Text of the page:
As a society president, attending the annual meeting is a great pleasure, and this year’s Experimental Biology meeting in San Diego was no exception for me. With many events to lead, participate in or at least make an appearance at, the meeting is quite full. However, the benefits of attending many outstanding talks, catching up on science and other activities with old friends and acquaintances, seeing long-planned projects come to their next phase, and meeting young students and excited teachers and hearing them talk about new educational programs make it all worthwhile. This year’s meeting also provided many new perspectives on social media that, I believe, were thought-provoking for many involved.
Before the meeting
For the president and other officers and staff members at the American Society for Biochemistry and Molecular Biology, the activities start before the opening of Experimental Biology with meetings of the ASBMB Council and other committees. These meetings allow the groups who are working on both longstanding ASBMB activities, such as publications, and more recent initiatives, such as public outreach, to meet and to update ASBMB leadership on their efforts, get feedback and advice, and plot the paths forward for the next year. Although there are, of course, many challenges, I am pleased to say that the society is in reasonably good shape.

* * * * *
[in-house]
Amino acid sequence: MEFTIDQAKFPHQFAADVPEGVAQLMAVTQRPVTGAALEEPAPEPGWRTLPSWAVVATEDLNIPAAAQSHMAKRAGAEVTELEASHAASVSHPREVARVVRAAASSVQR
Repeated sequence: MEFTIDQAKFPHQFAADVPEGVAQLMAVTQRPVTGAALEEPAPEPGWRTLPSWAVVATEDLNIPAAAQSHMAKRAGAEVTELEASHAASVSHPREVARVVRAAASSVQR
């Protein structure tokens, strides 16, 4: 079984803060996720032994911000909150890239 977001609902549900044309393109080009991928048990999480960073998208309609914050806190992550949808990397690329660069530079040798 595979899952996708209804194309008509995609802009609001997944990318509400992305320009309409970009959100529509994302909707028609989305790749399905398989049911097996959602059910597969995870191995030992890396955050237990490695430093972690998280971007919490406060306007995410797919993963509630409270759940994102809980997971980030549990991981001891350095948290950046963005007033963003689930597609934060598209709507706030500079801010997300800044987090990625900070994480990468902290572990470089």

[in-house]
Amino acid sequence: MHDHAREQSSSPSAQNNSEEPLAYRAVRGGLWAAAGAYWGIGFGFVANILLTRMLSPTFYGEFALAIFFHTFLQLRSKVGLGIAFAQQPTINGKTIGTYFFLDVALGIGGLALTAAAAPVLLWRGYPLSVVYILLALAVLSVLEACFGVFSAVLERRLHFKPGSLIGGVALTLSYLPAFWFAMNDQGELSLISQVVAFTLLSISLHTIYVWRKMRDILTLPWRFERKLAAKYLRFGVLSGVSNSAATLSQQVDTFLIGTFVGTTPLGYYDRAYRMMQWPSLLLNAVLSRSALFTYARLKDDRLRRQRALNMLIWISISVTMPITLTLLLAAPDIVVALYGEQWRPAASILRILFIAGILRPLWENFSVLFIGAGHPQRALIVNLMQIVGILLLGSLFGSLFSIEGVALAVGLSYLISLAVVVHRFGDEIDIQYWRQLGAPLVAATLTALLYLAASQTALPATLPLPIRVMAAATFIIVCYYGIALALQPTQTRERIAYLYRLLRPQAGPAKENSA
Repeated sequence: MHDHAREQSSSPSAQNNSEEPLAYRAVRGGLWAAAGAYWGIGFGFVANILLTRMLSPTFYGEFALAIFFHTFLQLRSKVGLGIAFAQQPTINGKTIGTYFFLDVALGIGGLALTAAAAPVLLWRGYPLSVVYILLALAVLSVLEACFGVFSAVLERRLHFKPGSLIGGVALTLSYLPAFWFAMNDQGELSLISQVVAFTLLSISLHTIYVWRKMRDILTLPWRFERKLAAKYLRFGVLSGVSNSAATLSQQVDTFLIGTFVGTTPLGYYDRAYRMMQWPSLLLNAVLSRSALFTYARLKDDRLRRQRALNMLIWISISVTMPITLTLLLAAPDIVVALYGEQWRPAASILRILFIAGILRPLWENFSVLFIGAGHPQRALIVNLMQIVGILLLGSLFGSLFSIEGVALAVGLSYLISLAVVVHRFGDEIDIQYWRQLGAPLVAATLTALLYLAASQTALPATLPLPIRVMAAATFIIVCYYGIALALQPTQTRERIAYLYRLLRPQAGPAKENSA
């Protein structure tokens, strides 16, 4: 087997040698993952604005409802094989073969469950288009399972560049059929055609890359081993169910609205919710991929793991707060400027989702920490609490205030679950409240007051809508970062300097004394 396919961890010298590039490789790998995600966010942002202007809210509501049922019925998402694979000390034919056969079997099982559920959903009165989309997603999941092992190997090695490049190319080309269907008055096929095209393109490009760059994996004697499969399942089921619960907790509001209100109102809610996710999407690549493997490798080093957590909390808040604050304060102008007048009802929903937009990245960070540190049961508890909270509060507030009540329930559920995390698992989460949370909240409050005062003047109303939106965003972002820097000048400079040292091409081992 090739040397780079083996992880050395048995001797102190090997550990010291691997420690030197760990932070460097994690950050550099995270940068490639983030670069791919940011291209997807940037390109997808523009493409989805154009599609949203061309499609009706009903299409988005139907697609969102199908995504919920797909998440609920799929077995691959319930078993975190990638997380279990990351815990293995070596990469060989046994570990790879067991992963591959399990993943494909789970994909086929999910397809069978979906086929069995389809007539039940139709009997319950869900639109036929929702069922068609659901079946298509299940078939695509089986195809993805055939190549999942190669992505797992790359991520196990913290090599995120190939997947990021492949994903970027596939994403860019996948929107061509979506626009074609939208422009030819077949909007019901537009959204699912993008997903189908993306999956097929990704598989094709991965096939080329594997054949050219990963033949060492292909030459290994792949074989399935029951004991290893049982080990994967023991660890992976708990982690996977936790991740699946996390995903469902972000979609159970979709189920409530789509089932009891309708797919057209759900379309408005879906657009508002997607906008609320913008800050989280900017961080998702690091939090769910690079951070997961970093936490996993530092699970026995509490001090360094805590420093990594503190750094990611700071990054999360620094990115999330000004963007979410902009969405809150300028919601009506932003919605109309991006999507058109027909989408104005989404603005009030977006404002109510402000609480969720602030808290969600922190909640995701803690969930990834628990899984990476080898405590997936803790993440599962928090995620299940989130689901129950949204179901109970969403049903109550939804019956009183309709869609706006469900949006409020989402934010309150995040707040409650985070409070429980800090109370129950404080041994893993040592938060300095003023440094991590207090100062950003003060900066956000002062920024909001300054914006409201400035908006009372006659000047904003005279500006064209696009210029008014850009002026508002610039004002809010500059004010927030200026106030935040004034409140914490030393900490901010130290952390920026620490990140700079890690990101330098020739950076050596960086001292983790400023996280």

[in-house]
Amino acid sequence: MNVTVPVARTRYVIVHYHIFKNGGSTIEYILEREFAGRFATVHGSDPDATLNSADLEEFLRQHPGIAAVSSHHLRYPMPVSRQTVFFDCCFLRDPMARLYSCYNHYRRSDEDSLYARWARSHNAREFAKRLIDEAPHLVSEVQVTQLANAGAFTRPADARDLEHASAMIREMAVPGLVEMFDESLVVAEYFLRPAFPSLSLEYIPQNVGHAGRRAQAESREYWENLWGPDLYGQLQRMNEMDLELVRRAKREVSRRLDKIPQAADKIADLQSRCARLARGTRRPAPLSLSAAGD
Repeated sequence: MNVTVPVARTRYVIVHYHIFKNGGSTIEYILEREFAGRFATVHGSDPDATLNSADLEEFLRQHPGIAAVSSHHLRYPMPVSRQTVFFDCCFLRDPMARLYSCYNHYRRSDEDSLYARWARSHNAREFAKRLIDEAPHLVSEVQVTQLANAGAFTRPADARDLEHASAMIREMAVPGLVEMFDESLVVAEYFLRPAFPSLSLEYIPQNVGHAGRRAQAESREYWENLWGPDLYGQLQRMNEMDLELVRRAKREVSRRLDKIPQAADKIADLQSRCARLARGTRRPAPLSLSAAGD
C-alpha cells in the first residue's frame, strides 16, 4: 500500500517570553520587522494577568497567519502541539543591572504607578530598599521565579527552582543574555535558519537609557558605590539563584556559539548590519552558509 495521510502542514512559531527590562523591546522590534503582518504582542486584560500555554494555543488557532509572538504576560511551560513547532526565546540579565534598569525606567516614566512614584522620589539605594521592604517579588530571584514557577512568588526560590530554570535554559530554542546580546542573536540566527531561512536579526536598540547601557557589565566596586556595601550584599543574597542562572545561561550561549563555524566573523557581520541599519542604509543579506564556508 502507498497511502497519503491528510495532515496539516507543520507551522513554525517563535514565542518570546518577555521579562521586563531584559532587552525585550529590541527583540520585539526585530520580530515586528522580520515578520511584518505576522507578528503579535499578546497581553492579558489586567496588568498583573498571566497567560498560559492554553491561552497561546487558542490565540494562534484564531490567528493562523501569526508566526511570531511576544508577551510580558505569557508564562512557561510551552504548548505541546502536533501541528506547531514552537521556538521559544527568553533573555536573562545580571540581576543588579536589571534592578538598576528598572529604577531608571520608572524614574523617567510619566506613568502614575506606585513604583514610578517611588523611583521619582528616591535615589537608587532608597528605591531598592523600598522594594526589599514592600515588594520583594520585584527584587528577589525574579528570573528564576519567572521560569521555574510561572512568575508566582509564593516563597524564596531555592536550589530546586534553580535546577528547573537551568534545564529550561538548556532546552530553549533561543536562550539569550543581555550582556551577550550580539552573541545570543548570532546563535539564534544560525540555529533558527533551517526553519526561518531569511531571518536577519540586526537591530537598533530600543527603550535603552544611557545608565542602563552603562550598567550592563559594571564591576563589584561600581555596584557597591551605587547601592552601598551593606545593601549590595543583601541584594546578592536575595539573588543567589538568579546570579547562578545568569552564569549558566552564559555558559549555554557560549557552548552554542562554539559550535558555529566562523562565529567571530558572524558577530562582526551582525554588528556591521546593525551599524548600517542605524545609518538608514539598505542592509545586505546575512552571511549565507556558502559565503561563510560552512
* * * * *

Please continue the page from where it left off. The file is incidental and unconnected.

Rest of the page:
Once the Experimental Biology meeting formally begins, a considerable amount of the president’s schedule revolves around the award presentations. The society gives more than 15 awards
, and the award lectures give the society members an opportunity to hear the winners describe the work that led to their selection. These presentations come from a mix of well-established investigators describing long careers’ worth of work and relatively young investigators who have made important contributions early in their careers.